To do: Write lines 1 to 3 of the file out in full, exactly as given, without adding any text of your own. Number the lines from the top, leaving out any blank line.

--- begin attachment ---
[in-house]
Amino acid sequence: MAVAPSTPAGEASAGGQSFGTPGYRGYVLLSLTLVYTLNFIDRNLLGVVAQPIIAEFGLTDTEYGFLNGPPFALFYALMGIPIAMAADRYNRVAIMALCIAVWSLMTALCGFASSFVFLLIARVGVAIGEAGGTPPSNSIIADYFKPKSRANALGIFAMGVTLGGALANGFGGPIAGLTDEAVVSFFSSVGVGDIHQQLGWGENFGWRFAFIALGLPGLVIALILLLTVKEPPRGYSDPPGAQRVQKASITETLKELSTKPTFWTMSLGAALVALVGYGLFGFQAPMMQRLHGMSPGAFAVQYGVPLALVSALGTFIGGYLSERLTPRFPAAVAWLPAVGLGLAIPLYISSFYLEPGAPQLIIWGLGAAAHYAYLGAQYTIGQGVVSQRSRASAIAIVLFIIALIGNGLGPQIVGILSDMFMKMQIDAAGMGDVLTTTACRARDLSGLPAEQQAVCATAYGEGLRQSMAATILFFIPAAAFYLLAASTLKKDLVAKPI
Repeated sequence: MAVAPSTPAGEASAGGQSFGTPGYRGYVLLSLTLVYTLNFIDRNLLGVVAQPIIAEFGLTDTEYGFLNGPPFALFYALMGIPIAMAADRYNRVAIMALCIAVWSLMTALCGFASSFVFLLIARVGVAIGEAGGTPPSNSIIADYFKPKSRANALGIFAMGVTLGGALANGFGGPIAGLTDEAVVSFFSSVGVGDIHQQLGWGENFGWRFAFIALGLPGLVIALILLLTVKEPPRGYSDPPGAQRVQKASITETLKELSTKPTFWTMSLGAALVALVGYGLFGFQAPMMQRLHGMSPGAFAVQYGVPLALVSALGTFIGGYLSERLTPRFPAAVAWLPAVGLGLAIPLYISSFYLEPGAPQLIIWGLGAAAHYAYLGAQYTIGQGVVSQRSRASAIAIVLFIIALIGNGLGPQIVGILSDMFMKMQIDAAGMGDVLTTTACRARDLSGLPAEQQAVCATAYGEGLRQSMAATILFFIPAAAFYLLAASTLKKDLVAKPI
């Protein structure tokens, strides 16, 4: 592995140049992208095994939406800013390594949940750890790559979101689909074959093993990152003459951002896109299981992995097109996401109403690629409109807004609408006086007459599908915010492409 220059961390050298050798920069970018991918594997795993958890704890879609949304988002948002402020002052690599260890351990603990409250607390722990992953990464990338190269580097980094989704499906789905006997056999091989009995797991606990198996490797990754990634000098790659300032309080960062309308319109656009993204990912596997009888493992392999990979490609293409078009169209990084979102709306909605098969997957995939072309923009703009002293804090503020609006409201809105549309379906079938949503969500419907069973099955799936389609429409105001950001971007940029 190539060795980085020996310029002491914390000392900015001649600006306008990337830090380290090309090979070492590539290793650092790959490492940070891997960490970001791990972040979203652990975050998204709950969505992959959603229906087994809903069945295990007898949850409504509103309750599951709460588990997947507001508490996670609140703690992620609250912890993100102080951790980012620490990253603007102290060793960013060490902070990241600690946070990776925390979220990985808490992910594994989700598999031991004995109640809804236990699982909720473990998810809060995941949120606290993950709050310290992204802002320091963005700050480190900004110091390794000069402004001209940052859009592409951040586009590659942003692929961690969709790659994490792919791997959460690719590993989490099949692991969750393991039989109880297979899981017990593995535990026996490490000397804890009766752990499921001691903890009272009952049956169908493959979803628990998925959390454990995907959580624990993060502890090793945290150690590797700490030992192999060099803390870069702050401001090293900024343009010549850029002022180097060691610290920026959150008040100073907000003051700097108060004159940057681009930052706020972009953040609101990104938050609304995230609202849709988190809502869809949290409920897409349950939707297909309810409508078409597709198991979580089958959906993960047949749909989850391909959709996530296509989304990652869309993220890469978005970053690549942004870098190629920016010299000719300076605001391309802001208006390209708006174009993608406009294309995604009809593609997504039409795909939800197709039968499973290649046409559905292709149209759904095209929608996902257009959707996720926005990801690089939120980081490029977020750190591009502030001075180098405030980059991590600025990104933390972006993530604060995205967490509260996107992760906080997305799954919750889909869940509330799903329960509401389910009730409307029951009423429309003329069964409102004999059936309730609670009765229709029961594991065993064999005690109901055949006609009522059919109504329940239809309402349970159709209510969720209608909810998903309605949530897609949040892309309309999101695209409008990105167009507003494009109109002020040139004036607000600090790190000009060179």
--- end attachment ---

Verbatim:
[in-house]
Amino acid sequence: MAVAPSTPAGEASAGGQSFGTPGYRGYVLLSLTLVYTLNFIDRNLLGVVAQPIIAEFGLTDTEYGFLNGPPFALFYALMGIPIAMAADRYNRVAIMALCIAVWSLMTALCGFASSFVFLLIARVGVAIGEAGGTPPSNSIIADYFKPKSRANALGIFAMGVTLGGALANGFGGPIAGLTDEAVVSFFSSVGVGDIHQQLGWGENFGWRFAFIALGLPGLVIALILLLTVKEPPRGYSDPPGAQRVQKASITETLKELSTKPTFWTMSLGAALVALVGYGLFGFQAPMMQRLHGMSPGAFAVQYGVPLALVSALGTFIGGYLSERLTPRFPAAVAWLPAVGLGLAIPLYISSFYLEPGAPQLIIWGLGAAAHYAYLGAQYTIGQGVVSQRSRASAIAIVLFIIALIGNGLGPQIVGILSDMFMKMQIDAAGMGDVLTTTACRARDLSGLPAEQQAVCATAYGEGLRQSMAATILFFIPAAAFYLLAASTLKKDLVAKPI
Repeated sequence: MAVAPSTPAGEASAGGQSFGTPGYRGYVLLSLTLVYTLNFIDRNLLGVVAQPIIAEFGLTDTEYGFLNGPPFALFYALMGIPIAMAADRYNRVAIMALCIAVWSLMTALCGFASSFVFLLIARVGVAIGEAGGTPPSNSIIADYFKPKSRANALGIFAMGVTLGGALANGFGGPIAGLTDEAVVSFFSSVGVGDIHQQLGWGENFGWRFAFIALGLPGLVIALILLLTVKEPPRGYSDPPGAQRVQKASITETLKELSTKPTFWTMSLGAALVALVGYGLFGFQAPMMQRLHGMSPGAFAVQYGVPLALVSALGTFIGGYLSERLTPRFPAAVAWLPAVGLGLAIPLYISSFYLEPGAPQLIIWGLGAAAHYAYLGAQYTIGQGVVSQRSRASAIAIVLFIIALIGNGLGPQIVGILSDMFMKMQIDAAGMGDVLTTTACRARDLSGLPAEQQAVCATAYGEGLRQSMAATILFFIPAAAFYLLAASTLKKDLVAKPI